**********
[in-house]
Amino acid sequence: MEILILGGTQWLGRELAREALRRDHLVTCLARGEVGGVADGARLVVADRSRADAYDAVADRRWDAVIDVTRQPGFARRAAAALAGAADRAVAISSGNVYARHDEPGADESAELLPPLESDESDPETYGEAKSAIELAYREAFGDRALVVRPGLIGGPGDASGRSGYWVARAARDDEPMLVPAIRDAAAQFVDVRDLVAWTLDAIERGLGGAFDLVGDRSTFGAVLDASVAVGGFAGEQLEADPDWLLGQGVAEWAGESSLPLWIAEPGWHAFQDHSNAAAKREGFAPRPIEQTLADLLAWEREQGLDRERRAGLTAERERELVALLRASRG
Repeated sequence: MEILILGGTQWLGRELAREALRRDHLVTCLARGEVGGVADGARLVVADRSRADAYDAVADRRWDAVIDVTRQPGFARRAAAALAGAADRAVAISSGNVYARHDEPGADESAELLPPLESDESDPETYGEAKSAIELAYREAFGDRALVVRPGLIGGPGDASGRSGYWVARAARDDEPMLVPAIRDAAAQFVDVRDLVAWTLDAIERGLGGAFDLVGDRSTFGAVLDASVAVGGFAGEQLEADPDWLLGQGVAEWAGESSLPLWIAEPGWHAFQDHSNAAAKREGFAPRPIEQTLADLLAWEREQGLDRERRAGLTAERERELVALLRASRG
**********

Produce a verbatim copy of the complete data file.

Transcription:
[in-house]
Amino acid sequence: MEILILGGTQWLGRELAREALRRDHLVTCLARGEVGGVADGARLVVADRSRADAYDAVADRRWDAVIDVTRQPGFARRAAAALAGAADRAVAISSGNVYARHDEPGADESAELLPPLESDESDPETYGEAKSAIELAYREAFGDRALVVRPGLIGGPGDASGRSGYWVARAARDDEPMLVPAIRDAAAQFVDVRDLVAWTLDAIERGLGGAFDLVGDRSTFGAVLDASVAVGGFAGEQLEADPDWLLGQGVAEWAGESSLPLWIAEPGWHAFQDHSNAAAKREGFAPRPIEQTLADLLAWEREQGLDRERRAGLTAERERELVALLRASRG
Repeated sequence: MEILILGGTQWLGRELAREALRRDHLVTCLARGEVGGVADGARLVVADRSRADAYDAVADRRWDAVIDVTRQPGFARRAAAALAGAADRAVAISSGNVYARHDEPGADESAELLPPLESDESDPETYGEAKSAIELAYREAFGDRALVVRPGLIGGPGDASGRSGYWVARAARDDEPMLVPAIRDAAAQFVDVRDLVAWTLDAIERGLGGAFDLVGDRSTFGAVLDASVAVGGFAGEQLEADPDWLLGQGVAEWAGESSLPLWIAEPGWHAFQDHSNAAAKREGFAPRPIEQTLADLLAWEREQGLDRERRAGLTAERERELVALLRASRG